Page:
Education Requirements for Employment on the Rise

Credit: MGN Online

Education Requirements for Employment on the Rise

March 21, 2014 Updated Mar 21, 2014 at 5:12 PM EDT

(CareerBuilder news release) According to a new CareerBuilder survey, 27 percent of employers say their educational requirements for employment have increased over the last five years and 30 percent are hiring more college-educated workers for positions that were previously held by high school graduates.

According to a CareerBuilder news release:

The rising bar is even extending beyond the bachelor’s degree in some cases. One in five employers (20 percent) are now targeting Master’s degree holders for positions previously held by those with four-year degrees. A third (33 percent) of employers are sending current employees back to school for an advanced degree, and a majority of that group (81 percent) are at least offering partial funding.

“The economic value of a college education for workers has long been known, but as occupations evolve and as companies rely more heavily on professionals with strong interpersonal and technical skill sets, workers can’t afford to stop their education at high-school,” said Matt Ferguson, CEO of CareerBuilder and co-author of The Talent Equation. “The trend toward higher-educated labor is already paying off for companies. We see that both in our surveys and data analytics research.”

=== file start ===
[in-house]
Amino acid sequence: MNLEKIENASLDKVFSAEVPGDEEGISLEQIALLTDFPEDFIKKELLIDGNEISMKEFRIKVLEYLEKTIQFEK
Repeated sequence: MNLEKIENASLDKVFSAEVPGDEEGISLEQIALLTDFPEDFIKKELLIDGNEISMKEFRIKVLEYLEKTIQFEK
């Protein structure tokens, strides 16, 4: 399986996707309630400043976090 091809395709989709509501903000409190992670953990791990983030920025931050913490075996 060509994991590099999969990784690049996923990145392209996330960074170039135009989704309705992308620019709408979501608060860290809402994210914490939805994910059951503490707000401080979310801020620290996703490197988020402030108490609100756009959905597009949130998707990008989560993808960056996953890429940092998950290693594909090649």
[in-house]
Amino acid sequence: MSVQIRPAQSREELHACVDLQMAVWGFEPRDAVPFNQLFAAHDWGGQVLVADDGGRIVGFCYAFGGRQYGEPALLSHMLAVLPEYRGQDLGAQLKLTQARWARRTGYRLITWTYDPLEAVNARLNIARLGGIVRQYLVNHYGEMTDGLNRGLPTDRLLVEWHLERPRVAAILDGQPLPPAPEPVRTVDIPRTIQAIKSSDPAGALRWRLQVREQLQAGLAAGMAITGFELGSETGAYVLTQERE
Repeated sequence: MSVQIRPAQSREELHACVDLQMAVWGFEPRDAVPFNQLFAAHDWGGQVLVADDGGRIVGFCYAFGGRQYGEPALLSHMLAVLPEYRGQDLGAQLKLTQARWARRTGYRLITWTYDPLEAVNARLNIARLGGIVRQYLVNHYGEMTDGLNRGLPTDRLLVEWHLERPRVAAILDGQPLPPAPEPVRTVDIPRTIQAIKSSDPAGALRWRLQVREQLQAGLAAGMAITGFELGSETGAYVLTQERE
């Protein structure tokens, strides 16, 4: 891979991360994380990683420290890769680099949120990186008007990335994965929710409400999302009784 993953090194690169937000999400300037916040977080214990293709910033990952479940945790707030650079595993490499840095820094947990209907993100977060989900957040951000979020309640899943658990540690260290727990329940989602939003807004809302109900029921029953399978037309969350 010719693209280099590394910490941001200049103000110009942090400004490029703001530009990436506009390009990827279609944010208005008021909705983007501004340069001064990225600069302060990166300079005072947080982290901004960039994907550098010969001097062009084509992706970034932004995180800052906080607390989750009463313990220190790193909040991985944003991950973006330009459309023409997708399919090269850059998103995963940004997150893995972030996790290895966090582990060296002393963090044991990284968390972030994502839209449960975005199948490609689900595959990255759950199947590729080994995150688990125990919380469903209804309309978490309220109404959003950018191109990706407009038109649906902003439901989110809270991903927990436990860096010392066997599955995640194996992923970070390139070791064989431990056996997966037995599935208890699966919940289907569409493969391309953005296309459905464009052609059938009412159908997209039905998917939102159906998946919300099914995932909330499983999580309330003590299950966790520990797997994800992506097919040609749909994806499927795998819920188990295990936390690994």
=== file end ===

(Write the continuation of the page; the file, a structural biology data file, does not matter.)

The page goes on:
Ferguson notes, however, that higher-education institutions and policy makers must do more to control and bring down the costs of attaining a degree. Businesses, on the other hand, should continue to invest in training and development, he says.

Value of hiring college-educated labor

A large majority of employers hiring college-educated workers for occupations previously held by high-school graduates are seeing positive results. Eighty-six percent cite at least one positive impact, including revenue:

· Higher-quality work: 56 percent

· Productivity: 45 percent

· Innovation/Idea generation: 41 percent

· Communication: 41 percent

· Employee retention: 27 percent

· Revenue: 19 percent

· Customer loyalty/retention: 17 percent

· None: 16 percent




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